Friday morning, I packed up the Loon Preservation Committee’s nesting sign and headed back to the Eastons.
The weather kept me from visiting the loons for several days. I was out to see the Middletons last Thursday, May 18. I didn’t get back until last evening. And I had a chance to visit the Westons this morning. Let’s see how they’re doing.
I’ll be at the Paradise City Art Show in Northampton, MA this coming weekend. Stop by and say hello. I’ll have lots of prints, from small to large, and note cards with lots of critters. All the show details here.
Last Thursday was another chilly morning, with a little bit of fog on the water.
I returned yesterday evening, much to the delight of the black flies.
This morning I headed off to check in on the Westons. It became a beautiful morning after a chilly 38° start, with lots of nice fog on the water. The last few years, the Westons have been about a week behind the Middletons in mating and nesting. They must have a new calendar this year.
This handsome fellow was out celebrating World Turtle Day today. As good a reason to go wild as any!
It will be next week before I get a chance to get back to check on them. I’ll let you know what I find. Enjoy the holiday weekend and please remember the U.S. military personnel who gave their lives to protect us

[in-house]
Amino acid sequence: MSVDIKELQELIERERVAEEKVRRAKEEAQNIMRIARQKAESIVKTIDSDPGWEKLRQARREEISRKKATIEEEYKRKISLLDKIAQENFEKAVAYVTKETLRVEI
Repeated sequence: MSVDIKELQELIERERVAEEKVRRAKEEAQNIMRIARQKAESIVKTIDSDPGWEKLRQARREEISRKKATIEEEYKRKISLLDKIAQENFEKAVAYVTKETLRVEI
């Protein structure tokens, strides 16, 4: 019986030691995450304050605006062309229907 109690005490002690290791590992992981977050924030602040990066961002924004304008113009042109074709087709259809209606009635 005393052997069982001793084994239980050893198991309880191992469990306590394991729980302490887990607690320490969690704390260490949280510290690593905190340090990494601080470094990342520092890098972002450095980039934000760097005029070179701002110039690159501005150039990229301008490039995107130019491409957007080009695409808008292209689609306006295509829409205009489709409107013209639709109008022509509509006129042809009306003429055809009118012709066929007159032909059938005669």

All four chicks fledged within a few minutes of each other this morning. Unfortunately, the network dropped not long before they did and we didn’t get any video. This video is within the hour of them fledging. I’ve got a new camera and router to install if I can get to it before they try a second brood.
I was able to get out to visit the Middletons this evening. There was a loon sitting on last year’s nesting site. An update post shortly.
Our chicks are showing interest in the world outside the box, they’re taking turns peering out of the opening. They’re also testing their wings regularly. Won’t be long now….
We’re watching eastern bluebirds in a nesting box with a camera installed inside to let us watch without disturbing them. The camera switches to black & white in low light. And, the exposure control stinks, that’s why it washes out or goes black as a bird comes or goes. We occasionally get some pixelated frames in the video, I think that is a WiFi issue. A new WiFi repeated is on the way.